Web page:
The 2009 Minnesota regular waterfowl hunting season got underway today with a great deal of anticipation. Here in southern Minnesota it’s been rainy, miserable and colder for the past couple of days which had set the stage for an optimistic opener for many hunters. Unfortunately, fewer “local” ducks meant the time between shooting opportunities was noticeably longer as compared to previous years.
This morning I was the guest of Jim Jirik, a rural Shieldsville, Minnesota landowner who has a series of small, private ponds established on his Rice County property. Jirik’s land lies within a half mile of Mud Lake, a popular waterfowl hunting location, so we anticipated lots of duck and goose movement once the shooting commenced at 9:00am.
As we parked our vehicles and slowly walked towards the pond, our optimism was running quite high as several flocks of ducks wingin’ overhead seemed to be showing interest in Jirik’s ponds. At one point a dozen or more geese took flight from the largest pond further bolstering our enthusiasm for the fast-approaching waterfowl season soon to be underway. A bonus sighting was watching several sandhill cranes exit the far edge of the pond lumbering to flight with their raspy, unmistakable calling.
Yet, as so often is the case in hunting, what started out as high optimism would soon evolve into a sobering dose of reality.
As our group of eight hunters positioned ourselves around the pond system we watched the clock and readied equipment. At precisely 9am the first barrage of shooting echoed from nearby Mud Lake and the season was finally underway.
Approximately five minutes into the season the two Jirik boys, Joe and Ben, found the opportunity to salute a small flock of green-winged teal. As the morning pressed on occasionally some individual wood ducks and northern shovelers broke the otherwise monotony of what was becoming a rather slow opener.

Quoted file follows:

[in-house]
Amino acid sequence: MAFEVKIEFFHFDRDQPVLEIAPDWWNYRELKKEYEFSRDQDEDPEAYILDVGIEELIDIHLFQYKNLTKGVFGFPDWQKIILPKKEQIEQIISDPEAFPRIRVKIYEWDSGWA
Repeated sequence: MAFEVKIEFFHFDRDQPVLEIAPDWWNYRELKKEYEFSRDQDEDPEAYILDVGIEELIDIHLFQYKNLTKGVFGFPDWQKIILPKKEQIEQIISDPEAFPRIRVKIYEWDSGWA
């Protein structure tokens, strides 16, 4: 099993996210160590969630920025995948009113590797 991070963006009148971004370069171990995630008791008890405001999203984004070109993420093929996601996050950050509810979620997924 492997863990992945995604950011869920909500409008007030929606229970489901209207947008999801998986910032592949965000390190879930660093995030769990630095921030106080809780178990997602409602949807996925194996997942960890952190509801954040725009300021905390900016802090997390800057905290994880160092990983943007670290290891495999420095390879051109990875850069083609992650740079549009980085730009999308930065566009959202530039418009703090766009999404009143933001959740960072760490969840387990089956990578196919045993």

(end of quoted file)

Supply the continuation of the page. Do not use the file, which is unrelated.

Dick Rost, one of the elder hunters who claims he hasn’t missed a Minnesota duck hunting opener for 60+ years (except for those years he served in the military), shook his head in disappointment. “The ducks just aren’t flying the way they used to,” commented Rost. Rost went on to lament how in years past this very pond has yielded far better results during most opening day hunts.
Still, as our group of hunters gathered after several hours of hunting, the frustration and disappointment gave way to an overall feeling that regardless whether ducks or no ducks…it just felt good to be back out waterfowl hunting for yet another year. It’s easy to dwell on the fact these aren’t “the good ol’ days” for duck hunting in Minnesota, but this group of hunters remains much more positive than that.
Moreover, waterfowl hunting is a bit unusual in that every day is unique and can yield vastly different results. Such is the nature of hunting a bird that is constantly on the move from North to the South. When hunting is a bust one day the very next day could prove to be a boon of activity. And thus, we file away the memories of yet another waterfowl opener realizing that the 2009 waterfowl season has only just begun.
© 2009 Jim Braaten. All Rights Reserved. No Reproduction without Prior Permission.